Apoptosis is a process that plays a critical role in the elimination of infected cells. Infectious diseases modulate apoptosis, and this contributes to disease pathogenesis. Apoptosis is initiated by various kinds of stimuli, including infections, radiation, etc. Increased apoptosis may assist the dissemination of intracellular pathogens or induce immunosuppression. However, apoptosis may also help eradicate pathogens from the host in many cases. Consequently, several viruses, bacteria, and parasites have evolved mechanisms to inhibit host cell by apoptosis as a strategy that may support intracellular survival and persistence of the pathogen. Bacteria are recognized by cellular receptors and elicit a multitude of signal transduction events that alter the cell’s response toward apoptotic stimuli. The result of pathogenic bacteria entering into mammalian cells evokes variety of responses, including internalization or phagocytosis of the bacteria, release of cytokines, secretion of defensins, production of oxygen radicals and the triggering of apoptosis. Bacteria can trigger apoptosis through a large variety of mechanisms that include the secretion of protein synthesis inhibitors and pore forming proteins. They can also activate apoptotic proteins such as caspases, inactivate antiapoptotic proteins, or lead to upregulation of the endogenous receptor/ligand system. However, new research has shown that many bacterial pathogens can in fact prevent apoptosis during infection. As in bacteria, many viral genomes encode proteins that repress apoptosis to escape from immune attack by the host or viruses promote apoptotic death of the host cells. Virus-host interactions may determine viral persistence, extent and severity of inflammation, and pathology associated with infectious disease. The elucidation of the signaling pathways, the cellular receptors, and/or the microbial factors involved in the induction or reduction of apoptosis could reveal new therapeutic targets for blocking microbial-induced apoptosis. This chapter will summarize the most recent research on microorganisms’ apoptotic and antiapoptotic strategies and the mechanisms relating to disease.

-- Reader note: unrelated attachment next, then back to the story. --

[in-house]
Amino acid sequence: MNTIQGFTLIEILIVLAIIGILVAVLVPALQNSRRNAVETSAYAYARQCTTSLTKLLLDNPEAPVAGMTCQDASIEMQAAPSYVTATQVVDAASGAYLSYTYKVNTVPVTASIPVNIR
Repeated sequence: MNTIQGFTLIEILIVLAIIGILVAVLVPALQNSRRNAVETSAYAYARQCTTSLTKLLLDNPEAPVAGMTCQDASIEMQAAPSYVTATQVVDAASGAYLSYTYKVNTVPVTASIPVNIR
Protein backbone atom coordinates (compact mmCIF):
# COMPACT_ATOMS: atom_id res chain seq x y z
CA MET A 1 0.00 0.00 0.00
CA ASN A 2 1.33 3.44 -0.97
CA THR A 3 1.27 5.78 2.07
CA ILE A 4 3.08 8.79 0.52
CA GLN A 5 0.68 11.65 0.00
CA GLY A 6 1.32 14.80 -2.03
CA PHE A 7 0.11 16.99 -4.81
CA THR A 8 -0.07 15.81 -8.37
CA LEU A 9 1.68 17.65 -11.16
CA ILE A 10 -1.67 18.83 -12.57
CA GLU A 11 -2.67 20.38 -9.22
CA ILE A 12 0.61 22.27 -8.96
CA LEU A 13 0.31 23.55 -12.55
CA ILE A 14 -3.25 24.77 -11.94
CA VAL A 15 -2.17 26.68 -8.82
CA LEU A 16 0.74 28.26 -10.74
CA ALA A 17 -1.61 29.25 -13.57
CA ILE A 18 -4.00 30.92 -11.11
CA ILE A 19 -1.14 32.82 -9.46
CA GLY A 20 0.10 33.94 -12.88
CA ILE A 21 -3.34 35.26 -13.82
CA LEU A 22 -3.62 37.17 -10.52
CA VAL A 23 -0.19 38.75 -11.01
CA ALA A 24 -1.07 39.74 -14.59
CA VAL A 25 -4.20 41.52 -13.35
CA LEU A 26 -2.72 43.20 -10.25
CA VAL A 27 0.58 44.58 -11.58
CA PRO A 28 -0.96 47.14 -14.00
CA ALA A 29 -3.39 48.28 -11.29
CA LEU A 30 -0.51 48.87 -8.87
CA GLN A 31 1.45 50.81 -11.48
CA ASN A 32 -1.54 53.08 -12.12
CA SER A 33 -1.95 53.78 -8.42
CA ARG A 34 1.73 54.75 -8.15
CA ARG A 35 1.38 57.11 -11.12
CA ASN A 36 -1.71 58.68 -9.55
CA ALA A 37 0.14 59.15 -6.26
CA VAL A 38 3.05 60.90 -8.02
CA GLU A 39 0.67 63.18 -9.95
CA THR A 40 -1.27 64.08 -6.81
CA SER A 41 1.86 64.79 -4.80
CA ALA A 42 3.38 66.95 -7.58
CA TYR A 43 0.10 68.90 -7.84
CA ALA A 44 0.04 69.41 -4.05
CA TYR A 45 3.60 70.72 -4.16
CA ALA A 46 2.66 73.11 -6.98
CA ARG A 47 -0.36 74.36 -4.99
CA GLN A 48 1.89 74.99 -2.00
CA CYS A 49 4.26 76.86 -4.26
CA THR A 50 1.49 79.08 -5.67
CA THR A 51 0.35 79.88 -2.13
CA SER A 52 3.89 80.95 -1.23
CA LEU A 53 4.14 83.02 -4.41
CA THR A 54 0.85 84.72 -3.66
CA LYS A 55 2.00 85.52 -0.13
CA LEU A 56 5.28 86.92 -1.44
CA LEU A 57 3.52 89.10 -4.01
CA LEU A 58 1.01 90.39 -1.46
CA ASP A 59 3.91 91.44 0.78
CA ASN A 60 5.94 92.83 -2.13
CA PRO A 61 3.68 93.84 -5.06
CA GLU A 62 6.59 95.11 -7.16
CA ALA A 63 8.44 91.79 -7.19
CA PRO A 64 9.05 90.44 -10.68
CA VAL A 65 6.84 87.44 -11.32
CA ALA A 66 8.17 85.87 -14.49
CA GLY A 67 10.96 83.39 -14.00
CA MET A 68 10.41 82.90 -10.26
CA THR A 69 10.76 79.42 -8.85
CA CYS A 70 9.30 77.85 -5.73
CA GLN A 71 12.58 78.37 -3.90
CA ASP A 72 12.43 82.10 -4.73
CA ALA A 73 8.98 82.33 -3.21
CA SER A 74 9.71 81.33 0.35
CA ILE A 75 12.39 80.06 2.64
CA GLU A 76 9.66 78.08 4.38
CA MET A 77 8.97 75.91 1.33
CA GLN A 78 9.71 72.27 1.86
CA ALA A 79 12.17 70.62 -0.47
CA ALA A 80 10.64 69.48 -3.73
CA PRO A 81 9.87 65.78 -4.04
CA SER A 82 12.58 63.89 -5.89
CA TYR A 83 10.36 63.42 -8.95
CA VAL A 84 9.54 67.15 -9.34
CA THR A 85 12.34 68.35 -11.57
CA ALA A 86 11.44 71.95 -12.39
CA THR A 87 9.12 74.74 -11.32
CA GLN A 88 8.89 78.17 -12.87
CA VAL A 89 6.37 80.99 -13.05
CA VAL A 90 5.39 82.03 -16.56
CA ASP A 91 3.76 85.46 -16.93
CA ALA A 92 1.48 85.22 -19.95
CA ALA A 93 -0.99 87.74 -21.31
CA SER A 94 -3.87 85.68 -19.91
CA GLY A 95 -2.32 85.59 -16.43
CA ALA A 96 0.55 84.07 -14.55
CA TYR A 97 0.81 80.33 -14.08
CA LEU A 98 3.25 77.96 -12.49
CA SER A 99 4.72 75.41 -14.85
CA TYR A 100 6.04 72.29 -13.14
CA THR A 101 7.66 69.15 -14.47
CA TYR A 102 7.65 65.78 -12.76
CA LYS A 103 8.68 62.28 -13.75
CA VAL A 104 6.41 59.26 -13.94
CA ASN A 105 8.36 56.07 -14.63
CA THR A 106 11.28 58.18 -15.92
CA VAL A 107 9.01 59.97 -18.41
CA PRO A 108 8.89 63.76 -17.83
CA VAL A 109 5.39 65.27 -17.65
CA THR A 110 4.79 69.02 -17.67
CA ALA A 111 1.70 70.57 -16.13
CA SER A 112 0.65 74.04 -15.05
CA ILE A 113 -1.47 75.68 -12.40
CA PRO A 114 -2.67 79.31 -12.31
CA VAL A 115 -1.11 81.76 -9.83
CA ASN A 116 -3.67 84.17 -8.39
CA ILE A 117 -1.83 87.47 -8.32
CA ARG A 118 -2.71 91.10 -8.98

Part of the book: Cell Death